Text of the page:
Watch “The Confession: Ebrahim Nabavi :: Mohammad Ali Abtahi” on YouTube

FIDH and its member organization

Justice for Iran (JFI).

Ebrahim Nabavi mock confession

سید ابراهیم نبوی

forced confession Archives – Justice for Iran

forced confessions Islmic republic of Iran
FIDH report: forced confessions
in the Islamic republic of Iran

Between 2009 and 2019

Iranian state-owned media

broadcast the

forced confessions

of at least

355 individuals

Defamatory content

against at least

505 individuals,

according to

a new report by FIDH


Cartoon 45: Forced Confessions
Cartoon 45: Forced Confessions

Iran:

New report demands

end to the rampant use

of forced confessions

published today by FIDH


“The use of

forced confessions,

broadcast

by state-owned

media

has been

systematically

used by

the Iranian authorities

to repress dissent

for decades.


It’s time for the

international community

Press Iran

to end this practice

, which is the source of

many grave

human rights violations.”

Adilur Rahman Khan,

FIDH Secretary-General


A book by Ervand Abrahamian

(1999) Tortured confessions

Ervand Abramian, Author of the book Tortured confessions (1999)
University of California Press,
1999, 284 pp

Abramian(1999) is discussing

The Iranian case

in a larger context

the methods of

imprisonment,

torture and often

Execution of

political prisoners

in Iran

First under the Pahlavis

and then in the

Islamic Republic

since 1979.


The Pahlavis

were cruel enough ,

Abrahamian (1999)

provides documentation

torture

and of its use under the Shahs


Public recantations –

Only

the Islamic Republic

forcibly extracted

forced confessions

– a practice

that put it

in a league with

Europe’s Inquisition,

Stalin’s Soviet Union,

and Mao’s China.



Tortured confessions

were routinely

aired on television

Until the late 1980s,

public skepticism

finally

undercut

their utility

to the regime.


Ervand Abramain,

the author

of “Tortured confessions””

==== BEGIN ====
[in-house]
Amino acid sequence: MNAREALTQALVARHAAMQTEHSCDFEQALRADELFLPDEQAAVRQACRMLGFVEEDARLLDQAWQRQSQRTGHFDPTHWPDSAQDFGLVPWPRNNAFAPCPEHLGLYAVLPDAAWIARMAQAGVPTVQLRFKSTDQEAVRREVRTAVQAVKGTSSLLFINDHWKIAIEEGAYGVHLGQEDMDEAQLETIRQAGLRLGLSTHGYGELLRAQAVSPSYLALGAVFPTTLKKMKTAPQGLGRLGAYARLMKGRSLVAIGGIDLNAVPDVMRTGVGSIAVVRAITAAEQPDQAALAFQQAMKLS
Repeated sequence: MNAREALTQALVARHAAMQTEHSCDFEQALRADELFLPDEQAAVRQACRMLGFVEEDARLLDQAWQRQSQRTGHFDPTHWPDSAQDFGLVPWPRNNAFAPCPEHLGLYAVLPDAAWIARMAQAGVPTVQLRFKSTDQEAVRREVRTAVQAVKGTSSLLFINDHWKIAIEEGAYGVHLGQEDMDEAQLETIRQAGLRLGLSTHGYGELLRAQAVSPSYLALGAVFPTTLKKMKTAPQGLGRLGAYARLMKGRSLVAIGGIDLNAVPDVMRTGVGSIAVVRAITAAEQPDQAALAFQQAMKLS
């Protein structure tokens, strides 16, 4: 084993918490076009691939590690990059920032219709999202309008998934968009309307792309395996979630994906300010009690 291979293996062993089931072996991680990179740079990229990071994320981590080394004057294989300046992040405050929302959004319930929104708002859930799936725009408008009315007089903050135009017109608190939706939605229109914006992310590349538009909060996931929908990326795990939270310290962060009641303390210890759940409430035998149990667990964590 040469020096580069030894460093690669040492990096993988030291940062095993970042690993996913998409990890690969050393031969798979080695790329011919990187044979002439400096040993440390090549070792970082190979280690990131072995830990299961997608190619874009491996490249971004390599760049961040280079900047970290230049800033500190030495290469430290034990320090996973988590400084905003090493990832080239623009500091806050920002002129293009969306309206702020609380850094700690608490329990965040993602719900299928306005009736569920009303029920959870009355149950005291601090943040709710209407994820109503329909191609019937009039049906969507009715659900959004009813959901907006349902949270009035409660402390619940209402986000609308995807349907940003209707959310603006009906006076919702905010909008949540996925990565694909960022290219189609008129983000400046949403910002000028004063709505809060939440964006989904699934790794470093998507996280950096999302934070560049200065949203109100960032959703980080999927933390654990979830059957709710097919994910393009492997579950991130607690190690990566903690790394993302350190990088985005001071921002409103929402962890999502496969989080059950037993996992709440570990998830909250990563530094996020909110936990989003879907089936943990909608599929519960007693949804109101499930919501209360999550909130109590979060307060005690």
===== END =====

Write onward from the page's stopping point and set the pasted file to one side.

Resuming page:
The author

(Abramian, 1999)

combed

all available sources

, including public &

clandestine party tracts,

official Iranian statements, &

Amnesty International reports


He (Abramain, 1999 )

fuses

judicious selections

from

prison memoirs

with

insightful comparisons

to the

prison-literature genre

and a

careful account

of the ebb

and

Flow of

imprisonment

and torture

(the end of the

Iran-Iraq War ushered

in the worst period

of executions

since 1979).

The role of torture

in recent

Iranian politics

is the subject of

Ervand Abrahamian’s

important

and disturbing

book.

IRI officially

banned torture in the

early twentieth century

and of the

widespread utilization

of torture

and public confession

under the

Islamic Republican

governments.

According to

human rights organizations,

Iran

has been

at the forefront

of countries

using systematic physical torture

in recent years,

especially

for political prisoners.

Is the government’s goal

to ensure social discipline?

To obtain information?

Neither seem likely,

because

torture is kept secret

and victims are

brutalized until

something other

than information

is obtained:

A public confession

and ideological recantation.

For the victim,

whose honor,

reputation,

and self-respect

are destroyed

, the act is

A form of suicide.


In Iran a subject’s

“voluntary confession”

reaches a huge audience

via television.

The accessibility

of television

and use of videotape

have made

such confessions

A primary propaganda tool,

Says Abrahamian (1999)

, and because torture

is hidden from the public,

the victim’s confession appears

to be self-motivated,

increasing its value

to the authorities.
. Designed win the

hearts and minds

of the masses,

such public confessions―

now enhanced by technology

―continue as a means

to legitimize

those in power and

to demonize “the enemy.”

“Watch Me Confess!” project

Video confessions

dedicated to an effort

Show

the Iranian government

how ridiculous they are

when forcing people

to confess to lies

on national TV


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